There are few country newcomers as capable at crafting a riveting and high-energy show as the whiskey-smooth Frankie Ballard. A talented guitarist and rather progressive in his recordings, the performer has collected three No. 1 hit singles, including "Helluva Life" and "Young & Crazy"--standout cuts from his breakthrough LP, 2014's Sunshine & Whiskey. His music is soaked through 'n through with the rock of Led Zeppelin, the swagger of Elvis Presley and the heartache of Johnny Cash. During his Thursday night (Jan. 12) show at New York City's intimate Bowery Ballroom, the singer, 34, conjured up the ghosts of the past while clinging to his contemporary know-how of southern rock, pop and straight-chaser country.
Songs like "It All Started with a Beer" (one of the evening's most honest moments), "Wasting Time,' "You'll Accomp'ny Me" (originally recorded by Bob Seger) and "Good as Gold" rooted him to the stage floor. Ballard is an incredibly strong storyteller when he gives himself the permission to sit on the lyrics, rather than erratically bouncing ahead at a feverish pace like many of his contemporaries. His latest studio album, El Rio (out now), rumbles from within, and when he plops tracks like "LA Woman," the slinky "Cigarette" and "El Camino" into the live setting, a fire is ignited underneath him. "I grew up in bands and honky-tonking and playing my guitar and allowing room with a band onstage. That’s my wheelhouse. I wanted to try to get more of that into my sound," he told AXS.com last summer of the album--that same exactness and grit seeps into his live shows. Ballard commanded the Ballroom with his magnetism, blustering guitar solos and a collection of some serious, inescapable earworms.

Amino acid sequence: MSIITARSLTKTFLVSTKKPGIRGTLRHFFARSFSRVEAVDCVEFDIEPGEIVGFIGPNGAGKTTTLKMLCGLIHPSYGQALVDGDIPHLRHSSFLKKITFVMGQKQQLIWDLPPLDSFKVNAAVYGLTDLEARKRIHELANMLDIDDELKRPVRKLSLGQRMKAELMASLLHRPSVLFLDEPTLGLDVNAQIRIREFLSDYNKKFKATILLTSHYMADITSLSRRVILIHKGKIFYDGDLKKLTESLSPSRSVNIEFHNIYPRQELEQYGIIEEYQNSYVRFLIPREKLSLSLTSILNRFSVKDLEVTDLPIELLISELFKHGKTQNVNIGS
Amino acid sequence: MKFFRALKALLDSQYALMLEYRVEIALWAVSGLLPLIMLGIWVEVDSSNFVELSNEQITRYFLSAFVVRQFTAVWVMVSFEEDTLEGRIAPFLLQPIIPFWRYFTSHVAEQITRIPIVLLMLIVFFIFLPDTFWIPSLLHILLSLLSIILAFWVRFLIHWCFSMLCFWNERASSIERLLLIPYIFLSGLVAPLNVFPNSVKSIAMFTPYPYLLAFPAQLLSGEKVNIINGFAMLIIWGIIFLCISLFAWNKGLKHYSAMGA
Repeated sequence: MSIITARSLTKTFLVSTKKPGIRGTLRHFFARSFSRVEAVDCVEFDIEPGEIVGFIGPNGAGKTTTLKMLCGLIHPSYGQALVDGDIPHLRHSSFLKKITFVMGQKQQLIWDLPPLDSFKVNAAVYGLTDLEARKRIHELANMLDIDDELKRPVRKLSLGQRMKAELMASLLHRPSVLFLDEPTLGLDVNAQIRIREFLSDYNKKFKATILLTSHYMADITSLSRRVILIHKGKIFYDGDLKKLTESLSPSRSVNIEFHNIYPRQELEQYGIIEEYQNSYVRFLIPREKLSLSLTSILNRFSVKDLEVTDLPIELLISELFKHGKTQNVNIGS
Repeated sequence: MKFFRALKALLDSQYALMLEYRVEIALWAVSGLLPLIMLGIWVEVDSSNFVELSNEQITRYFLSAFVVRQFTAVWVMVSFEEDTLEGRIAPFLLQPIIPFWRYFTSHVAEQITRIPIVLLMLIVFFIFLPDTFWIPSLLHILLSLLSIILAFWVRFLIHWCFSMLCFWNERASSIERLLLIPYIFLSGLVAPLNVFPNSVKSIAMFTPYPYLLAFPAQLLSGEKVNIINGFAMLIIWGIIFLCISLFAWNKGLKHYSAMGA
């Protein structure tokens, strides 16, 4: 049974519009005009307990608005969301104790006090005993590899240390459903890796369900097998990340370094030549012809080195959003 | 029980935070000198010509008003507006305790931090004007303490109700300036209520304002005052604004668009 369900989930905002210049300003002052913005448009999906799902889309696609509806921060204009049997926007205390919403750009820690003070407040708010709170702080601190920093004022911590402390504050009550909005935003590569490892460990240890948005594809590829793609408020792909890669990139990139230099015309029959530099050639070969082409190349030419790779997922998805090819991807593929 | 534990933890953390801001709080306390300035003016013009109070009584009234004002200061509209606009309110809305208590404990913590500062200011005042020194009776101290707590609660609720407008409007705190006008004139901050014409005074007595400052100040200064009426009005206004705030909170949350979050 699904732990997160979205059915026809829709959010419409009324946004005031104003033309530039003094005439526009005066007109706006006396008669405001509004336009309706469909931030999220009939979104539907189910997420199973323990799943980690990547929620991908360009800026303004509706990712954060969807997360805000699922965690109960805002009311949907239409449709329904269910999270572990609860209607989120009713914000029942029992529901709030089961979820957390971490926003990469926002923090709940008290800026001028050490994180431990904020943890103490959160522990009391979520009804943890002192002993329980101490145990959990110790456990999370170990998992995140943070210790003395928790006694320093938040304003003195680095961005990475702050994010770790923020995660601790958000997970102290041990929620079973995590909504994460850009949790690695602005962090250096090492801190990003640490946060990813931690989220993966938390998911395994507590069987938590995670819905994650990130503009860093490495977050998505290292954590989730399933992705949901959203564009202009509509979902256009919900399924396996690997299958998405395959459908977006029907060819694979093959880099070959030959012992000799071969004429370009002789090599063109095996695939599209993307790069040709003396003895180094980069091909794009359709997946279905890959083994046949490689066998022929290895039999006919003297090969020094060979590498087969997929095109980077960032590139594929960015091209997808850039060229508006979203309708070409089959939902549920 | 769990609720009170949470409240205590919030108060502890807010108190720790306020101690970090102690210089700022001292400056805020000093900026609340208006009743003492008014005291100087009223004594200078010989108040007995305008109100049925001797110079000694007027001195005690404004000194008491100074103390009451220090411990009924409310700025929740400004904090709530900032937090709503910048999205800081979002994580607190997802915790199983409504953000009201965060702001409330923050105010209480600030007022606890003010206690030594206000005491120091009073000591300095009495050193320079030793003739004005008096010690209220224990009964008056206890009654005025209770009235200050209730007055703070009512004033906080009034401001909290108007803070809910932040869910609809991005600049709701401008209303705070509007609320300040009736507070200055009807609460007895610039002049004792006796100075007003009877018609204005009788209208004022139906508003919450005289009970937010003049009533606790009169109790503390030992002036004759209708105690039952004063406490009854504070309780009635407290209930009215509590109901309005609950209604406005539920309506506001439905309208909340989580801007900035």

"There was so much risk, really, in this whole mission, you know, of going down to the border and trying to come back with a pot of gold [for the new album]," Ballard said. That risk has paid off tremendously; radio might still avoid him, but he has developed into one of today's most impressive inhabitants. ""I've been thinking about this show all the holiday season," he said in between numbers.
Ballard paraded around the stage with self-assurance, lapping up the applause and cheers with each turn of his set-list. But he was never boastful, rather he brought the audience along on a journey into his heart and soul--shaking loose the chains of the past and allowing himself to simply be free on that stage. There was a boom of provocativeness in his strut, too, especially when he performed genre-blurring songs like "Little Bit of Both" and the harmonica-laden "Drinky Drink." It was as if Elvis himself had beamed down from another dimension; Ballard performed snippets of "Hound Dog" and "Heartbreak Hotel," much to the uproarious thunder of a fairly diverse fan base. His smart, thoughtful musical choices only served to intensify the energy in the room and left the audience satisfyingly drained afterward. His performance style is much more akin to the glossy, arena-rock appeal of the '60s and '70s but that doesn't mean he doesn't have country and red-dirt pumping in his veins. Ballard's career is just getting started, and his live show has never been more alive.
Ballard's New York City concert kicked off his 2017 tour, which runs through the rest of the year, including his March 31 show at the Gothic Theatre in Englewood, Colo.
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